Monday, August 3rd, 2009

I am always looking for awkward wine/food matches like boiled eggs, beans on toast, and chicken massalla.  I’ve just hit the jackpot with the latter having grabbed this Tannat based wine on a rare visit to Nicolas.

Curry partner extraordinaire...Arranoa


Fung Shing, London Chinatown

Friday, June 19th, 2009

I’ve heard many reports of London Chinatown’s demise.  Shame when Manchester’s equivalent is thriving so well.  I found myself in The Big Smoke on business with nothing better to do than check out the rumours, so I selected a random place on Lisle Street just behind Leicester Square.

Fung Shing Hell - or not as it happens


Fitzroy Dolls, Hotel Russell, London

Monday, June 15th, 2009

Hotel restaurants always give me a slight sinking feeling. Reminders of 1980s boil in the bag meals; they always smell of stale cooking, probably because breakfast buffets are when they get 90% of their traffic.

The Hotel Russell probably counts early risers 99% of its clientele.  It’s easier to get a table at The Ivy than a breakfast table here.  Dinner, however, was predictably quiet.  A few lonely foreign travellers and one table of two couples from Yorkshire who were asking for more gravy – gravy shortages are punishable by death north of Watford Gap.

Grand old Dame


La Réserve de Quasimodo, Ile de la Cité, Paris

Thursday, June 4th, 2009

La Réserve de Quasimodo is self subtitled: Le plus vieux bistrot en l’ile de la cité.  Seven centuries of history.  Did Asterix the Gaul possibly eat here?

Got a hunch this might be a good place


Café de Luna, Clichy, Paris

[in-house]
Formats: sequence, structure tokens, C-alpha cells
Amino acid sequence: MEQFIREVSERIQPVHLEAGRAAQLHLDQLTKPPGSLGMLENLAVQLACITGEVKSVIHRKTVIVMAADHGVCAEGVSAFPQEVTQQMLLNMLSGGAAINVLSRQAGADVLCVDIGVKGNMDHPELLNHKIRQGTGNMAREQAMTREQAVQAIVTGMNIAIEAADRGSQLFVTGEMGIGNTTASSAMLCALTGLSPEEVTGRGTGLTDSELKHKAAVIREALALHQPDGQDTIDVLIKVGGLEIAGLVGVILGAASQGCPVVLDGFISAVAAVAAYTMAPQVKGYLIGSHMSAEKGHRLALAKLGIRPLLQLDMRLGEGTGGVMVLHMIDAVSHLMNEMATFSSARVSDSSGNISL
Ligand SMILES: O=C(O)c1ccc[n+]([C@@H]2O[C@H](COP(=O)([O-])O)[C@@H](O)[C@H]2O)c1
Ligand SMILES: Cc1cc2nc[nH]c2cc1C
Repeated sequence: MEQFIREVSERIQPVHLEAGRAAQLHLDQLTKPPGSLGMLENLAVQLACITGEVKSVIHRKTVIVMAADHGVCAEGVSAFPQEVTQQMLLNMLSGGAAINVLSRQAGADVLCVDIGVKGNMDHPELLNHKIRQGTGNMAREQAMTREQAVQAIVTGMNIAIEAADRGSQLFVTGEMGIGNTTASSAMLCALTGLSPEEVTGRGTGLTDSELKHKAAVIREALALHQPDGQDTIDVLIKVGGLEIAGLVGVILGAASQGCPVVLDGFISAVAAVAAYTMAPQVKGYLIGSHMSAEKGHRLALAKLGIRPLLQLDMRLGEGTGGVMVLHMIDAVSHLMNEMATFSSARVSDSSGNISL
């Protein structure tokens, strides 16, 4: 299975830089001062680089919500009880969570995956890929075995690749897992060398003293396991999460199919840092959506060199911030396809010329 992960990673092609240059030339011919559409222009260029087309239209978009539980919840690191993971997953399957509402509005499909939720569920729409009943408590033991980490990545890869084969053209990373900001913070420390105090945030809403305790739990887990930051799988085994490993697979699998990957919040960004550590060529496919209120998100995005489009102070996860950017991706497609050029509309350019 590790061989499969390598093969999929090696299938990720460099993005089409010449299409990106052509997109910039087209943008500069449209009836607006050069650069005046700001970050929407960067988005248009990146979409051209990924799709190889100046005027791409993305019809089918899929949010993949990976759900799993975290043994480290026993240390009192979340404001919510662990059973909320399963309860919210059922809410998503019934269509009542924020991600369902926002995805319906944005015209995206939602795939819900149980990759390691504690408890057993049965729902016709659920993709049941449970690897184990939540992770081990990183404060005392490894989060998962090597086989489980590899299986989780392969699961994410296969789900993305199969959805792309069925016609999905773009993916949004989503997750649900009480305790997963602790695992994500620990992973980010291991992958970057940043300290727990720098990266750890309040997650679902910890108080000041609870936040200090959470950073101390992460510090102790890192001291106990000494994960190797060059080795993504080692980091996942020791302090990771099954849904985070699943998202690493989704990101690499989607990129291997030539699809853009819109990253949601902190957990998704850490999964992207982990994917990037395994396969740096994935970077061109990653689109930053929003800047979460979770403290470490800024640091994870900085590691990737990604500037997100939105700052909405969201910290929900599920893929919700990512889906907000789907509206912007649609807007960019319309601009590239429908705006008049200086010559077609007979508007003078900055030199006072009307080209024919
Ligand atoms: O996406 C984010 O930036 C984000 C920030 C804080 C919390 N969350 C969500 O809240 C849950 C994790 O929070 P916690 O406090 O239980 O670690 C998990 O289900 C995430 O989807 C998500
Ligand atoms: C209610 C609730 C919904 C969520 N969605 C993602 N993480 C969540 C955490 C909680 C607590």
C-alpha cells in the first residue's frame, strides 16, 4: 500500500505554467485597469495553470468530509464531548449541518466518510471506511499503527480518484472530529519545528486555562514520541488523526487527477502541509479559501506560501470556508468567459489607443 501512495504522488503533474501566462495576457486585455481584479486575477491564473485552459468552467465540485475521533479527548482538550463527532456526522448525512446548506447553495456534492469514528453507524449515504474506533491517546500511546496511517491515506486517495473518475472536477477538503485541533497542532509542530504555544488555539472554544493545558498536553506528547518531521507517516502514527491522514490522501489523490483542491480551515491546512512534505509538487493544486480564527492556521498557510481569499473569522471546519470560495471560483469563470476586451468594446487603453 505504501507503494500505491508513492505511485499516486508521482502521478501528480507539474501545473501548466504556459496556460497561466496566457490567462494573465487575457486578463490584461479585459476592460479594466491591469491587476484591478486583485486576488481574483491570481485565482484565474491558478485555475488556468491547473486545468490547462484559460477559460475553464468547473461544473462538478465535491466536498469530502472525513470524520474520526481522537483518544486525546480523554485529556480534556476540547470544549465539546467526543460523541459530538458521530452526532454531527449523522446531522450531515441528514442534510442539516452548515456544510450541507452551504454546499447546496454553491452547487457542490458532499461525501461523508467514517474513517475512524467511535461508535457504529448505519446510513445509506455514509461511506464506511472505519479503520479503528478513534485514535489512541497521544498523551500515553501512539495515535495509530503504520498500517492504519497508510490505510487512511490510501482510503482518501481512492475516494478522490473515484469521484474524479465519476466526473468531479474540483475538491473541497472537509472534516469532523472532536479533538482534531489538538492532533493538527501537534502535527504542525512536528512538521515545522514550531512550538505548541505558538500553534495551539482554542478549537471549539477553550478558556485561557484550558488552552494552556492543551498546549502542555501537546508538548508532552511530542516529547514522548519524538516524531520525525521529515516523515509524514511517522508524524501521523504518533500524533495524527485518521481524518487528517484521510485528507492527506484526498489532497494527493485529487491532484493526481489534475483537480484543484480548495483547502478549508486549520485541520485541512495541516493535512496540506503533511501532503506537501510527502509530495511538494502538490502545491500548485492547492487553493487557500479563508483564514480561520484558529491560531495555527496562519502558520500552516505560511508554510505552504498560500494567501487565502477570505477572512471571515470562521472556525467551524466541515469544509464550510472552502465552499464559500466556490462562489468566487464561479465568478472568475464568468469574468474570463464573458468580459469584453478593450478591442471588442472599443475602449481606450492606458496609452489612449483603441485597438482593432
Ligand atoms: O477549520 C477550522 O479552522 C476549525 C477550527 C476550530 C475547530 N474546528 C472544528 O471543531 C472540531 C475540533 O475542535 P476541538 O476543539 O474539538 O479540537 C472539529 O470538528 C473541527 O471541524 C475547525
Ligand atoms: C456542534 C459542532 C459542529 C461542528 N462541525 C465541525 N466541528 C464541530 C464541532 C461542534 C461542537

Saturday, May 23rd, 2009

Is that a haircut or a hat?

Cafe de Luna, on boulevard de Clichy is a bustling bistro that caught my eye on a cheeky weekend visit.  We were staying round the corner in the ninth and needed a reasonably priced dinner.  That is a challenge at the moment for Brits in Paris due to the parity of Euro/Sterling.

I started with Bourgogne escargots in garlic and mopped up every last morceau!  Eating snails is always a bit like chewing on rolled up condoms but it is the sauce that makes the strange texture so appealing.


Chez Clément, Place St André des Arts, Paris

Friday, May 15th, 2009

Chez Clément has many branches in Paris and one in Nantes.  Is this the French version of Chez Gerard? Je pense que oui!

Freudian Slip?


Brasserie 44, Leeds

Thursday, March 26th, 2009

If West Yorskhire is within striking distance and you think you might enjoy looking out over the River Aire at a regatta of swans following a canal barge  of revelling diners (I waved to them – birds and blokes alike) then Brasserie 44 is a place you might want to try.

Brasserie 44 shares a converted Victorian grain store with infamous hotel, 42, The Calls, one of the early entrants on this refurbished homage to modern city living.  The Calls has turned the industrial past into the post-modern future – lofty living, dining and drinking quarter of Leeds city centre.

Classy yet industrial